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DJ Supply

Title - Black Tie & Tales [2CD]
Artist - Star People

For those not in the know, prog ensemble Star People have just released their 20-year-old lost third album with the bonus reunion fourth album Black Tie & Tales (via Hyperspace Records).

Album number three, Black Tie & Tales would tie up neatly the heart-rending, while funny, story of the first “Star People” to trace the “SACRED SIGNAL” to its home planet, with new songs ... (while on a long national tour with them, Lorenza, watching “Dream Theater” perform their headline set once in Florida, said to bassist Randy Pratt “We need more gratuitous soloing.”)

Dry sarcasm aside, when you’re right, you’re right. There’s more effort to highlight the band’s chops on this third album and some of their most sophisticated songwriting and lyrics. The future looked bright. Then, a series of the classic show biz brick walls were hit; unscrupulous management, personal tragedies, and career choices ... just like THAT it was over.

Members adapted so quickly, moving on to other bands, moving to other states, there was barely any time to contemplate the masterpiece sitting, complete but for mastering, left behind in the studio vaults.

UNTIL NOW! PEOPLE OF EARTH, BEHOLD! THE RETURN OF “STAR PEOPLE… “Black Tie & Tales” a DOUBLE album in the era of singles only, where the hook must appear in 15 seconds or listeners’ attention drift back to their iPhones, we give you an epic return to CLASSIC, BRAIN MELTING, SCI-FI Progressive Rock!

CD: The Lost Album (2001)
1. I, Starman
2. Twister
3. Space & Time
4. Marriage In Space
5. Queen Of Space
6. The White & Black
7. Where Did My Life Go
8. A Trillion Miles To Hollywood
9. Move Nearer The Sun
10. A Day In The Life

Up first from The Lost Album is the sonically soaring, and yet always melodically grounded twists and twirls of I, Starman and then comes the upright bass-led, Celtic-imbed fervency of twister, the organically acoustic Space and Time, then comes the informative, spoken word intro to the ultimate prog rock of Marriage In Space and the free flowing Queen Of Space.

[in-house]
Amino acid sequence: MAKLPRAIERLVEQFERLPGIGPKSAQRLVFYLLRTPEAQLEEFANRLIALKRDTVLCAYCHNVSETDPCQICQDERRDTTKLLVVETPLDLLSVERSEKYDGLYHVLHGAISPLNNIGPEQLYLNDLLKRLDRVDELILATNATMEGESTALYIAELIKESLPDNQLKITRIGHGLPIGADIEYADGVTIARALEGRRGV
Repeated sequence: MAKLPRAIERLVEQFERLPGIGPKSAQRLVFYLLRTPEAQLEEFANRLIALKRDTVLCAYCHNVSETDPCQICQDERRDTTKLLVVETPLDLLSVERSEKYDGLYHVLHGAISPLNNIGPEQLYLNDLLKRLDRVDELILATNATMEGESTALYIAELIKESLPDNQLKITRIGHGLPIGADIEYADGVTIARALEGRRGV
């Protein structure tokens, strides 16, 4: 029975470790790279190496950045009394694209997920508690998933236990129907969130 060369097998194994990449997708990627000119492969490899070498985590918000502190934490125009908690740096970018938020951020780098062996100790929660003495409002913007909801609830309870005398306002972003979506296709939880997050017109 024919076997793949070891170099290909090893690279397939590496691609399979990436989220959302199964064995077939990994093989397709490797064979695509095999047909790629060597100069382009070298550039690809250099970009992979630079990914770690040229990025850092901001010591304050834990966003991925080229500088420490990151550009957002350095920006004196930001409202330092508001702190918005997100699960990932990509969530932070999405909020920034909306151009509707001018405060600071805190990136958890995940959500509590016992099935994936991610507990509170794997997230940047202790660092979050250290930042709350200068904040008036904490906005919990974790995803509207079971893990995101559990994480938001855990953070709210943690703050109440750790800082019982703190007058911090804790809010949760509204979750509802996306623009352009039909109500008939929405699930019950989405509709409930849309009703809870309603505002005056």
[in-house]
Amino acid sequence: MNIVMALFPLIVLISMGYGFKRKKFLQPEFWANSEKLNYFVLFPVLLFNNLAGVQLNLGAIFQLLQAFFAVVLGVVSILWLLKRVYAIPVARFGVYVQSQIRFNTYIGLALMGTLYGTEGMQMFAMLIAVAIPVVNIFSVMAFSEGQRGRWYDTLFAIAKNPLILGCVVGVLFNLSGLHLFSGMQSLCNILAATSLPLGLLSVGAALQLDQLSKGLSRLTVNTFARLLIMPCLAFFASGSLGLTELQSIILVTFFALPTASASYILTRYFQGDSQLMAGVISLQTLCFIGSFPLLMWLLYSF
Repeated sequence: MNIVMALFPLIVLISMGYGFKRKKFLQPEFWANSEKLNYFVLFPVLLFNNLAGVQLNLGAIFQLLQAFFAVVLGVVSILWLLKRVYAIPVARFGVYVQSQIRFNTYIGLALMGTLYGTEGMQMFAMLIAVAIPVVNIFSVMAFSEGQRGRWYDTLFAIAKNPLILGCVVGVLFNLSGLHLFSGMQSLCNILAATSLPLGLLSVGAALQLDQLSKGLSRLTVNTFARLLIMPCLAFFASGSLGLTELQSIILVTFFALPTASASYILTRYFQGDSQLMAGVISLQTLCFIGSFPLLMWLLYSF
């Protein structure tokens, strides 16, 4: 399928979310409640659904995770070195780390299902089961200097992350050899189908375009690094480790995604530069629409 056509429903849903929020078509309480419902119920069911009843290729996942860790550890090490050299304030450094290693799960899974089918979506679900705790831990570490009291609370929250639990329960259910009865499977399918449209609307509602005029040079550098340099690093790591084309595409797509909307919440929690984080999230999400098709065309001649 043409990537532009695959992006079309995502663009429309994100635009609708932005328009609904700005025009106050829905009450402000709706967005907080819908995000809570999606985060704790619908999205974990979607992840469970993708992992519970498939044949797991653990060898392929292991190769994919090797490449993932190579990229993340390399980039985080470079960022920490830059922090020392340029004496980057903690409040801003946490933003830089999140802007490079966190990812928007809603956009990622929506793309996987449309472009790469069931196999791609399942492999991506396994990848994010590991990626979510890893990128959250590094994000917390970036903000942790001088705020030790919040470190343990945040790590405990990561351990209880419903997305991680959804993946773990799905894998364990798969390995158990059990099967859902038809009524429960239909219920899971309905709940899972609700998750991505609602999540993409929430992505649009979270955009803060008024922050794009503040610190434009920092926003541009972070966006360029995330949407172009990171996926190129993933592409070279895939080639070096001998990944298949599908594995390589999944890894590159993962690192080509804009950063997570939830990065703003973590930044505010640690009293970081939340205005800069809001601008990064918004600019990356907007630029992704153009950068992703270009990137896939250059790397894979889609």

Up next is the old school Bowie-esque The White & Black and the contemplative, short, but sweet yearn of Where Did My Life Go and they are in turn followed by soft rock shuffle of A Trillion Miles To Hollywood, the storytelling of the mid-tempo rocker Move Nearer The Sun, this lost album rounding out on their euphoric take on the Beatles’ A Day In The Life.

CD: Black Tie & Tales (2021)
1. Hot Blue Star
2. Twisted
3. Regal
4. Quantum
5. Wild Granny
6. No More Stars
7. The Pact
8. The Morning Star
9. Exit, Stage Left

Their brand new album Black Tie & Tales opens on the informatively designed ode to humans and the destruction we are bringing to our own world within Hot Blue Star and then the ferocious prog rock instrumental Twisted, before they bleed seamlessly into the orchestrally-charged Regal, the prowling bass lines of Quantum, and then we get the ethereally mystical prog of Wild Granny.

Next on this passionately created, heartfelt and honest new album is the at times aching lean, at others a foot-pounding rock opus No More Stars, then we get the lighter prog fare of The Pact, the album rounding out on the embracive The Morning Star, coming to a close on the seven minute, quiet piano lead in, before exploding into an impassioned, multi-colored, multi-faceted bout of mercurial storytelling within Exit, Stage Left.

Bill Olland - “The Teacher”
Lorenza Ponce - “Star Girl”
Paul Gifford - “Golden Boy”
Phil Weiss - “The Helmsman”
Randy Pratt - “The Ambassador”
Robert Dean - “The Captain”
Scott Treibitz - “The Doctor”